ChangeEvent ChangeListener
      DocumentEvent DocumentListener



The first step in our framework is to get events into a consistent data representation, IEvent. We can do this by extending the IEvent protocol to each event class. However, there are a bunch of event classes. That means a bunch disparate domain specific data associated with each event. Rather than hard-code all of the extensions, I opted to use reflection to sort out the public properties (i.e. data) of each event, and to pack that into a flat map accessible via the IEvent=/=event-data protocol function. The tricky part is writing a single, unifying function to query a given event class for its data. Since it’ll be unique to each class, our extension of the IEvent protocol will be unique for each class as well. I use a combination of reflection functions and macros to look at each event class in Swing and AWT to determine its event data, build a single accessor function to wrap the public accessor methods for the event class into a corresponding Clojure map, and use macros to automatically handle all the protocol extension boilerplate for us. The end result is a simple process for wrapping event classes, extending IEvent to them, and still having access to their unique domain-specific data via the IEvent=/=event-data function.

We tie into the default methods guaranteed by the java Event base class.

(def default-event
  {:event-source (fn [e] (.getSource e))
   :event-time (fn [e] 0) ;no default notion of time.
   :event-data (fn [e] (.getActionCommand e))
   :event-type (fn [e] (.getID e)) :event-from (fn [e] (.getSource e))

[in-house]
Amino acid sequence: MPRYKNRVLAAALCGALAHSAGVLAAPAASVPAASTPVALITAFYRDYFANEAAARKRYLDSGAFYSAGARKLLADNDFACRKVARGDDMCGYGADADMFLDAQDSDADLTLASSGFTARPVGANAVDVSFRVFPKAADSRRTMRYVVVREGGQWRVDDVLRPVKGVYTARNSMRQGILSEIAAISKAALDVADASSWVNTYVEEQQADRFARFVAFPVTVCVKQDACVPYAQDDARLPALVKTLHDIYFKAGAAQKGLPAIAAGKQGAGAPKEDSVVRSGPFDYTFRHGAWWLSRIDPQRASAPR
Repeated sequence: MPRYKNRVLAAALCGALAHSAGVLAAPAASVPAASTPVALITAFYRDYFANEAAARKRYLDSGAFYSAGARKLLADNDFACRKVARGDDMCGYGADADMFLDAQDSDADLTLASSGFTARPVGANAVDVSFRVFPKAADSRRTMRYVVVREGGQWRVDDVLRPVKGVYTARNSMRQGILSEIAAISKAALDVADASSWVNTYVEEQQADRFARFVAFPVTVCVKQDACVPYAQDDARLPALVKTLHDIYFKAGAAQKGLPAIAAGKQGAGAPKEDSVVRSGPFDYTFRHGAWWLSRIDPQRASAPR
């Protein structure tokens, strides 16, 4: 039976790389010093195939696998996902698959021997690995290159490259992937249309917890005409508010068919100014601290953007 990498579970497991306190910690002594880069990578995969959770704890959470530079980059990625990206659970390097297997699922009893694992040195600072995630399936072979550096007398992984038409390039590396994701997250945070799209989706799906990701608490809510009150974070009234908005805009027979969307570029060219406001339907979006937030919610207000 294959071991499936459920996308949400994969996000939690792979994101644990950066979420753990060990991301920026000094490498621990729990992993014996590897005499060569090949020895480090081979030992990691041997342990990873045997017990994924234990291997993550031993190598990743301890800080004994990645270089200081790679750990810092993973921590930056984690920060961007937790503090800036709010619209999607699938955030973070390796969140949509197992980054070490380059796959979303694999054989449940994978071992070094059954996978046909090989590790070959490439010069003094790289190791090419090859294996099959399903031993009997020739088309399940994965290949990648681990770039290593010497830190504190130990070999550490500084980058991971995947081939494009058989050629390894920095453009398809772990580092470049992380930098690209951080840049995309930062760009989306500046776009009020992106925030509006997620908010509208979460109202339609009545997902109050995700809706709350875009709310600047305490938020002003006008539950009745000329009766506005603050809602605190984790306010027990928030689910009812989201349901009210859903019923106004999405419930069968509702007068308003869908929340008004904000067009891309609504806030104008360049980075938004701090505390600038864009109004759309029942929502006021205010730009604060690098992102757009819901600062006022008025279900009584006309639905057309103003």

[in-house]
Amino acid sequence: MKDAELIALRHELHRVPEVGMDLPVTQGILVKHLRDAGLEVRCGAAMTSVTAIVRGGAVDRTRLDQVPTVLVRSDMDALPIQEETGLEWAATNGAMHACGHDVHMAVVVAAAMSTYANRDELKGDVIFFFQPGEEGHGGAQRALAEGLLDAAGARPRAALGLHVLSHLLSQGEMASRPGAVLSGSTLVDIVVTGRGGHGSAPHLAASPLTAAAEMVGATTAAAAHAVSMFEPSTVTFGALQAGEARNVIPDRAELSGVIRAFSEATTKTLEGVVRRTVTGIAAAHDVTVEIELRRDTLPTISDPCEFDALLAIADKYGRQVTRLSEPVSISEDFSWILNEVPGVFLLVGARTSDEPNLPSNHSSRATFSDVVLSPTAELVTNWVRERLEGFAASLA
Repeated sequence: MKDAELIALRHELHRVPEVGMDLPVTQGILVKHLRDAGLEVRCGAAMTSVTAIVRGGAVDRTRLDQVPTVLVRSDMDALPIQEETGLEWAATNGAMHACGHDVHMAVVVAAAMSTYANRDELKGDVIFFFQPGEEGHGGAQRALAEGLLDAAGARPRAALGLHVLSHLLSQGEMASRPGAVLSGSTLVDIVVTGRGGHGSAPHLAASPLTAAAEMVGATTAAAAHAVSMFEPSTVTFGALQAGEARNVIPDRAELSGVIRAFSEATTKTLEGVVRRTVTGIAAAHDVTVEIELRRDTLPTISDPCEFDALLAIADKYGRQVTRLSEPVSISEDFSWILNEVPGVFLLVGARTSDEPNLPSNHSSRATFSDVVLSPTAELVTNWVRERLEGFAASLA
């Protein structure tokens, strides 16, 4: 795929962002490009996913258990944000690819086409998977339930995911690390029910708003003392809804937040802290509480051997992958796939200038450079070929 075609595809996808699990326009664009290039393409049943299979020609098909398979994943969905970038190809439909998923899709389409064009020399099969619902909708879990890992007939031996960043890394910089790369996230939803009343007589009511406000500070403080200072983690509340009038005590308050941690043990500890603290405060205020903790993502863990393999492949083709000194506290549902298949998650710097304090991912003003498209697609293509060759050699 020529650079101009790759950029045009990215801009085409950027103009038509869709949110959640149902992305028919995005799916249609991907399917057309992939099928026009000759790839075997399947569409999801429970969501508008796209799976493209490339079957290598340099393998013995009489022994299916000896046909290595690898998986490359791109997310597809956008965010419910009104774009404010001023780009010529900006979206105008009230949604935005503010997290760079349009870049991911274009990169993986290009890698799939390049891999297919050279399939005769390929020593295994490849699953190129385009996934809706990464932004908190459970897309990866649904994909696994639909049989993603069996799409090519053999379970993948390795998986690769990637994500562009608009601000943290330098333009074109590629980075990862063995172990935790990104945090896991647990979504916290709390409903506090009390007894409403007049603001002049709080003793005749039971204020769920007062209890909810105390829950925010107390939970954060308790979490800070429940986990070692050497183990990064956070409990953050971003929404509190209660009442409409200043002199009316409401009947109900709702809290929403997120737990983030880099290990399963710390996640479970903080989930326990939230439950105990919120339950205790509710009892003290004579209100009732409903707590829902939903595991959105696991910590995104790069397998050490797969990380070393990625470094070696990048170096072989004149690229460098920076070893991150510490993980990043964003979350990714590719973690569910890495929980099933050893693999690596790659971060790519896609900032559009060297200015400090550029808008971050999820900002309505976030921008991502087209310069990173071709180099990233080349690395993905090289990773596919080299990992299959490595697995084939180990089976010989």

:event-to (fn [e] globalevent)})

(defn- get-properties
  "return a function that reflects on a class and returns all
   (getXXXX) methods and all (isXXX) methods..."
  (let [zero-args? (fn [r] (= 0 (count (:parameter-types r))))
	has-args? (fn [r] (contains? r :parameter-types))
	properties (filter
			(has-args? %)
			(zero-args? %)
			(let [nm (str (:name %))]
			  (and (> (count nm) 3)
			       (= (subs nm 0 2) "is")
			       (= (subs nm 0 3) "get")))))
		      (:members (r/reflect klass)))]

(defn- cut-string [instr tobecut]
  (.replace instr tobecut ""))

(defn- get-propertymap
  "generate a list of key-val pairs, where keys are keyworded method
   names without 'get' or 'is', and vals are anonymous functions that
   apply the get or is method to an instance of the class"
  (let [methodcall  (fn [pname]
		      (let [n (str "." pname)]
		       (list  (symbol n) 'k)))
	get-key (fn [pname]
		  (let [cut (if (= (subs pname 0 2) "is")
			      "is" "get")]
		    (keyword (cut-string pname cut))))
	property-map (fn [pname]
		       (let [k (get-key pname)]
			 (list k (methodcall pname))))]
    (cons 'hash-map (mapcat property-map names))))

Tie together the property map into a single anonymous function. Eval it to turn the symbol list into an actual function.

(defn getmethods [klass]
  (let [ps (map (comp str :name) (get-properties klass))]
    (eval (list 'fn '[k] (get-propertymap ps)))))

Use a macro to easily define event wrappers for a Java XXXEvent class, along with replacement methods (or even additional methods) to add to the property map.